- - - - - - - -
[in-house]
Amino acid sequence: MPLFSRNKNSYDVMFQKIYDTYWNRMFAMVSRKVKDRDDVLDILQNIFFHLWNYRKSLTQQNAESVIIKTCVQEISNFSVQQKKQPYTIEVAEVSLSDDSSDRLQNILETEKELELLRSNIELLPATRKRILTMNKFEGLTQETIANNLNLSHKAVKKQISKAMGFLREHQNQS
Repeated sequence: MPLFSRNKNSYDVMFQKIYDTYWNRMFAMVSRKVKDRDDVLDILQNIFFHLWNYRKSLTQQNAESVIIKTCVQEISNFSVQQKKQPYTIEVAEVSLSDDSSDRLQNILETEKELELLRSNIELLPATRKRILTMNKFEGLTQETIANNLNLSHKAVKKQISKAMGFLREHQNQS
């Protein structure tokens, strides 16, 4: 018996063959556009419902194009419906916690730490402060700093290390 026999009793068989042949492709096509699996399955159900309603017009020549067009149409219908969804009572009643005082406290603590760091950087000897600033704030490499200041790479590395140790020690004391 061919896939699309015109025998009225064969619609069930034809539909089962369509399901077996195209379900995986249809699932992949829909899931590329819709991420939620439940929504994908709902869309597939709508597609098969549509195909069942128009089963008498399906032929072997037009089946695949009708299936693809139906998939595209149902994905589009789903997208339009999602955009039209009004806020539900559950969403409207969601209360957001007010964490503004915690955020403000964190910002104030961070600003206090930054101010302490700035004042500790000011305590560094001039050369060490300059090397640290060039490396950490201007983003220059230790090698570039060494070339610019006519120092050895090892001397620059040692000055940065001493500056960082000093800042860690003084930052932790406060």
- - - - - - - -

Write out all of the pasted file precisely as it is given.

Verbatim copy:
[in-house]
Amino acid sequence: MPLFSRNKNSYDVMFQKIYDTYWNRMFAMVSRKVKDRDDVLDILQNIFFHLWNYRKSLTQQNAESVIIKTCVQEISNFSVQQKKQPYTIEVAEVSLSDDSSDRLQNILETEKELELLRSNIELLPATRKRILTMNKFEGLTQETIANNLNLSHKAVKKQISKAMGFLREHQNQS
Repeated sequence: MPLFSRNKNSYDVMFQKIYDTYWNRMFAMVSRKVKDRDDVLDILQNIFFHLWNYRKSLTQQNAESVIIKTCVQEISNFSVQQKKQPYTIEVAEVSLSDDSSDRLQNILETEKELELLRSNIELLPATRKRILTMNKFEGLTQETIANNLNLSHKAVKKQISKAMGFLREHQNQS
């Protein structure tokens, strides 16, 4: 018996063959556009419902194009419906916690730490402060700093290390 026999009793068989042949492709096509699996399955159900309603017009020549067009149409219908969804009572009643005082406290603590760091950087000897600033704030490499200041790479590395140790020690004391 061919896939699309015109025998009225064969619609069930034809539909089962369509399901077996195209379900995986249809699932992949829909899931590329819709991420939620439940929504994908709902869309597939709508597609098969549509195909069942128009089963008498399906032929072997037009089946695949009708299936693809139906998939595209149902994905589009789903997208339009999602955009039209009004806020539900559950969403409207969601209360957001007010964490503004915690955020403000964190910002104030961070600003206090930054101010302490700035004042500790000011305590560094001039050369060490300059090397640290060039490396950490201007983003220059230790090698570039060494070339610019006519120092050895090892001397620059040692000055940065001493500056960082000093800042860690003084930052932790406060």